Mirren s kitchen rules

Six years ago a svelte 60-something Helen Mirren was snapped on holiday wearing a red bikini. She looked in fantastic shape and the photograph became an instant internet sensation.

However, having won an Oscar the previous year for her portrayal of the Queen, not to mention being anointed as Dame Helen a few years before that, it wasn't exactly the sort of publicity she courted.

"I was amazed and alarmed," she recalls with a small shudder, today modelling an elegant white lace long-sleeved Dolce & Gabbana dress and pink flats when we meet in Beverly Hills.

"It's alarming because you become fodder and that's not a very comfortable place to be, quite honestly. And yes, it was lovely and flattering and very complimentary in one way but also not particularly truthful."

With more than 60 films to her name, plus countless stage and TV credits, Mirren, now 69, wasn't born to an era of Instagram, Twitter and overnight notoriety.

"I am not a social media person," she sighs. "There's something about it that I find distasteful. But I see it's a great tool politically and obviously it's a great marketing tool."

Not that you can accuse her of not having a go. Married to director Taylor Hackford for 17 years, the couple lived together for a decade before tying the knot and while Mirren has no children of her own, she figured that Facebook would be a great way of keeping in touch with younger family members.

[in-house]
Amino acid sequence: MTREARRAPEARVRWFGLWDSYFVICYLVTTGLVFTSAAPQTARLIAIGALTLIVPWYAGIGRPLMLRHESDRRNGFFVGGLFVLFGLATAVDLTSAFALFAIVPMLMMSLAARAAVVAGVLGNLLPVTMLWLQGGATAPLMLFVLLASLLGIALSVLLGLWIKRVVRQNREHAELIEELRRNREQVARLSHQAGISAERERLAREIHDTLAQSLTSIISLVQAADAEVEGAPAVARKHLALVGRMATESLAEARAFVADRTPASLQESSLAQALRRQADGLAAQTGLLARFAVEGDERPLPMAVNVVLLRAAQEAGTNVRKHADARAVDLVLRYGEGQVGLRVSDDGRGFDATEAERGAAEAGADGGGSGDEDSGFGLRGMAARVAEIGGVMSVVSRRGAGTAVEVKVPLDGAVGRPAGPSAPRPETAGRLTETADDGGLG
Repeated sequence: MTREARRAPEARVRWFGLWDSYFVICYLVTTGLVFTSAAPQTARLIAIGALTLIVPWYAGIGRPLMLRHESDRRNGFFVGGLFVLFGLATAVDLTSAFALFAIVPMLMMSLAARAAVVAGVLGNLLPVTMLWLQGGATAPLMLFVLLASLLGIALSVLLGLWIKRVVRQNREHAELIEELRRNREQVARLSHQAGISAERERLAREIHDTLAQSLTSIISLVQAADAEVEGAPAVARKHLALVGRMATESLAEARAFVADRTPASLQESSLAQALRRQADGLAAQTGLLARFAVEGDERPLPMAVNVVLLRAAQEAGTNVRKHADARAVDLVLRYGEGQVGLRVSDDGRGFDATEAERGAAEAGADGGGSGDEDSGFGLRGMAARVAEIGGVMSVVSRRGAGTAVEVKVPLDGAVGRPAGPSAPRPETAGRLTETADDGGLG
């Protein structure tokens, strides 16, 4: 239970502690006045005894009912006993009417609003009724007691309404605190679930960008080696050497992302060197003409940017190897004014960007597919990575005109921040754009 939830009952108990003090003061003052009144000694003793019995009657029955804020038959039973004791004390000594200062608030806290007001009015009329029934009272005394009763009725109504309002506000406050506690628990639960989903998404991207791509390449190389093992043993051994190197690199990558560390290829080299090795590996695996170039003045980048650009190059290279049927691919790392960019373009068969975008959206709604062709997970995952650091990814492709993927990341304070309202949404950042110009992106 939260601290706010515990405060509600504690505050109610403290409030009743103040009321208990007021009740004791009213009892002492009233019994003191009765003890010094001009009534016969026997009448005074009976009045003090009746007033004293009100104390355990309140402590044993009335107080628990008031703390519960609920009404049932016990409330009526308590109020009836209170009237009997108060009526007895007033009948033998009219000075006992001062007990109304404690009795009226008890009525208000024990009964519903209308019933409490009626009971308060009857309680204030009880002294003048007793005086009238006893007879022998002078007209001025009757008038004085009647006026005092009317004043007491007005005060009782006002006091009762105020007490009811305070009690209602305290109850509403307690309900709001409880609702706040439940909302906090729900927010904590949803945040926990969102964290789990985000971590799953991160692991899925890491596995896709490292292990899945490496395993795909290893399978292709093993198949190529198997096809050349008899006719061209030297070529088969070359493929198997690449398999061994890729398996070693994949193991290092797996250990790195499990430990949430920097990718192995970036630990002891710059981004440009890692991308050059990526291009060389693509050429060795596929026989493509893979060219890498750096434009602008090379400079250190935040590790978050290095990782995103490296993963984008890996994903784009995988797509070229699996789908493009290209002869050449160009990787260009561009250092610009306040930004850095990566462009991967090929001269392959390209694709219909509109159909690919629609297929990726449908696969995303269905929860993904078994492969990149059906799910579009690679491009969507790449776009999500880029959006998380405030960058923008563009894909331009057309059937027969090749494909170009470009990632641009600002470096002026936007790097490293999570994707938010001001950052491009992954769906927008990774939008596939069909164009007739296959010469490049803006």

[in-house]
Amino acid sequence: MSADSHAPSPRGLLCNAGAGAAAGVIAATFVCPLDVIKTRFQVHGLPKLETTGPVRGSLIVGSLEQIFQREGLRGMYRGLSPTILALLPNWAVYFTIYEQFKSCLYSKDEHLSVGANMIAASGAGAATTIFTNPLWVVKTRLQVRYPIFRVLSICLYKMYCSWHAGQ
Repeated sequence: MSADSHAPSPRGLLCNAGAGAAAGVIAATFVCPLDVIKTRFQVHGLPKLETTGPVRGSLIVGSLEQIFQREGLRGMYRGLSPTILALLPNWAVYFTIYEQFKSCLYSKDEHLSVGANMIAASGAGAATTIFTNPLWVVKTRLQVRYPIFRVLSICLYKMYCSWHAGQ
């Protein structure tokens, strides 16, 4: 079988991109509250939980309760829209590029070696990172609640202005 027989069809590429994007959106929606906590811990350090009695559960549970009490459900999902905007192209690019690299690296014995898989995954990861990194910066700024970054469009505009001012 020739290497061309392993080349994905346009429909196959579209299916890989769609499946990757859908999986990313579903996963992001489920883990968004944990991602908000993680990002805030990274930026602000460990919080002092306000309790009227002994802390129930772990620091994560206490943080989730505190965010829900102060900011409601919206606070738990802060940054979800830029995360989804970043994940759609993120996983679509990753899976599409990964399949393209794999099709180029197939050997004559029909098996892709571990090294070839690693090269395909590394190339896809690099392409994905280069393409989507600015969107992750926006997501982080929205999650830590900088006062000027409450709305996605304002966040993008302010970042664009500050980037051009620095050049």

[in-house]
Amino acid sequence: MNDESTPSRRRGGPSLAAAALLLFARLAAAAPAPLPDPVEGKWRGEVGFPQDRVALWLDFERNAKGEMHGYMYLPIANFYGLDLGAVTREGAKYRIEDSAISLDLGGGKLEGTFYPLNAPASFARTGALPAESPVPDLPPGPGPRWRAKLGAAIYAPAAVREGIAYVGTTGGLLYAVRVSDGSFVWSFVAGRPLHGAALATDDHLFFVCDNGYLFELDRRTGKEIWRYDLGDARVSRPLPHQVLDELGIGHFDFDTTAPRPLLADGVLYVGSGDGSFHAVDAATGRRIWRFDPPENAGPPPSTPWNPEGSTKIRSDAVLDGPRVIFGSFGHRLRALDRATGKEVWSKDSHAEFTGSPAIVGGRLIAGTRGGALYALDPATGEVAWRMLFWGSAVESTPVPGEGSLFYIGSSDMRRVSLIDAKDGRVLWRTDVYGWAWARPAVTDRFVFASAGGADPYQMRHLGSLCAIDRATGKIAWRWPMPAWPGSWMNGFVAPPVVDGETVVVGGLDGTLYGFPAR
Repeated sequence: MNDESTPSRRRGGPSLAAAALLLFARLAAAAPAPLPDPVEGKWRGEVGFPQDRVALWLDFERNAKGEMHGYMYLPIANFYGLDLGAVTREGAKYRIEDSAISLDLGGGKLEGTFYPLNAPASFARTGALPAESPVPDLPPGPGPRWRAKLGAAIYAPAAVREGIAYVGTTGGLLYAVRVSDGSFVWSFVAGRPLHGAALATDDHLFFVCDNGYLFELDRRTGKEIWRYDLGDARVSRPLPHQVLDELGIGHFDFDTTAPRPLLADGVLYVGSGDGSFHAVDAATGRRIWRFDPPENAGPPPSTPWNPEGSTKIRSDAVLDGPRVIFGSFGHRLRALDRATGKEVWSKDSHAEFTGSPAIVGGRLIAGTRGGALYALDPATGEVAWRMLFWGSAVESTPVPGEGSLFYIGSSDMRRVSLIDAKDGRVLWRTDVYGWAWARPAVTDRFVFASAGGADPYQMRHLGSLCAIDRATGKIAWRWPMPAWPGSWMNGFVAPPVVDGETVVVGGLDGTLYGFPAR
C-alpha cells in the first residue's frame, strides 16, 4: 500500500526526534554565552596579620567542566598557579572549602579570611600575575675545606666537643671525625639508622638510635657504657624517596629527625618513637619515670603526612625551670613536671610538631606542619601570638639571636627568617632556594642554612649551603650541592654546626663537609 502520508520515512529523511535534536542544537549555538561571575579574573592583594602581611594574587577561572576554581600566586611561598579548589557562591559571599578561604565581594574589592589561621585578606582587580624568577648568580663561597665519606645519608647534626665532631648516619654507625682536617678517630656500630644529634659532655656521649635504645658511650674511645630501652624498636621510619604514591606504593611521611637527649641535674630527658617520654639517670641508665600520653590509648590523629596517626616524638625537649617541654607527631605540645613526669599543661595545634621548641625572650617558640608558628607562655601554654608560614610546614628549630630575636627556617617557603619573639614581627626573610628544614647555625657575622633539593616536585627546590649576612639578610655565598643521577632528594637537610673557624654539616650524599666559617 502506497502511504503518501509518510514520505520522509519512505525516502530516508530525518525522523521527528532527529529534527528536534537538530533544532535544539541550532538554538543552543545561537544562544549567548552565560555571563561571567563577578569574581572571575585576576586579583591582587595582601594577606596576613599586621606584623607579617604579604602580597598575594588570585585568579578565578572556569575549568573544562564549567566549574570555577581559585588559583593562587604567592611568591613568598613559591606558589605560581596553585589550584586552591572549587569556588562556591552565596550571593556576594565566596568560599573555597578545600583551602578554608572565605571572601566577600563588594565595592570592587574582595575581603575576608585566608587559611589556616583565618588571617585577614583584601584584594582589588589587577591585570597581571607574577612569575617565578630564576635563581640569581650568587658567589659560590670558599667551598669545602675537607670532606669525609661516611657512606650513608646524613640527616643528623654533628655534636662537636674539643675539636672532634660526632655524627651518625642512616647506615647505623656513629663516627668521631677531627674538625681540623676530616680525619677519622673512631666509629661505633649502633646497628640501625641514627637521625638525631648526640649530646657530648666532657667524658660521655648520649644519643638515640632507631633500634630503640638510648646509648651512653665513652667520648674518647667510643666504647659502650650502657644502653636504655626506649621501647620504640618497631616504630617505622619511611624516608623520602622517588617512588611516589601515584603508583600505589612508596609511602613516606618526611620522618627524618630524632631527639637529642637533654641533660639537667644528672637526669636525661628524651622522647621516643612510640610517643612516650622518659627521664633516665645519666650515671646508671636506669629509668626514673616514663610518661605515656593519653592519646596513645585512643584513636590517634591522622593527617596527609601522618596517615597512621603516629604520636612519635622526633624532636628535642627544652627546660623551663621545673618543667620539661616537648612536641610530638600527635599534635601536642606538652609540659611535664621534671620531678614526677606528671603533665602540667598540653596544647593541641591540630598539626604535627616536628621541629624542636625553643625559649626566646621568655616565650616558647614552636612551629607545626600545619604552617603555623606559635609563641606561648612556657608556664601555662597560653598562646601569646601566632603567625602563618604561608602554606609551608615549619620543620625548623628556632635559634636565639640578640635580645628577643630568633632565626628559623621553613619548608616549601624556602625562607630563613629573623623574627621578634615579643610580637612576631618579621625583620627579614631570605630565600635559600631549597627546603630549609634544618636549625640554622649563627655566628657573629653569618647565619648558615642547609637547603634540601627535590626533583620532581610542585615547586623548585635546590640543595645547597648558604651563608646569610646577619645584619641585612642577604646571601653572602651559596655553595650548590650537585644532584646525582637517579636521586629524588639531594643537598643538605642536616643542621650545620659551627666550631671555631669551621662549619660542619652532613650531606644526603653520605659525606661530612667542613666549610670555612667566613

"I went on Facebook for about 24 hours," she laughs, looking as glamorous and chic as ever, sporting a trendy short white haircut.

"I travel a lot and I wanted to be in touch and obviously it's very much a young person's thing so I thought it would be a great tool to stay in touch but I found very rapidly, literally within 24 hours, that it was just so intrusive and I didn't want strangers wanting to become my friends."

Admittedly, privacy is the key issue here because she's actually genuinely thrilled by other advances in technology: "It's amazing isn't it, technology," she says, picking up my iPhone which I'm using to record our interview.

"It's interesting, in my position, watching the technology change from the little Walkman-type recorders and the paranoia if they were working or not and here we are now. It's amazing.

"It's one of the reasons I would love to live to be 150, simply because the technology, as it changes, is so mesmerising and exciting. Like GPS. Don't you find GPS the most miraculous thing? And I can't get over barcodes, when they swipe something and it knows that it's a can of baked beans. How does it know?"

Baked beans, however, were the last thing on her mind when she relocated to Tarn-et-Garonne in France to play Madame Mallory, the haughty chef proprietress of a Michelin-starred classical French restaurant in The Hundred-Foot Journey.

Based on Richard C. Morais' beloved bestselling novel, produced by Oprah Winfrey and Steven Spielberg and directed by Lasse Hallstrom, the story takes a curry versus coq au vin twist when an Indian family set up their own restaurant across the street, resulting in a culture clash.

Mirren admits she's not much of a cook although she was delighted to finally achieve her dream of being a French actress.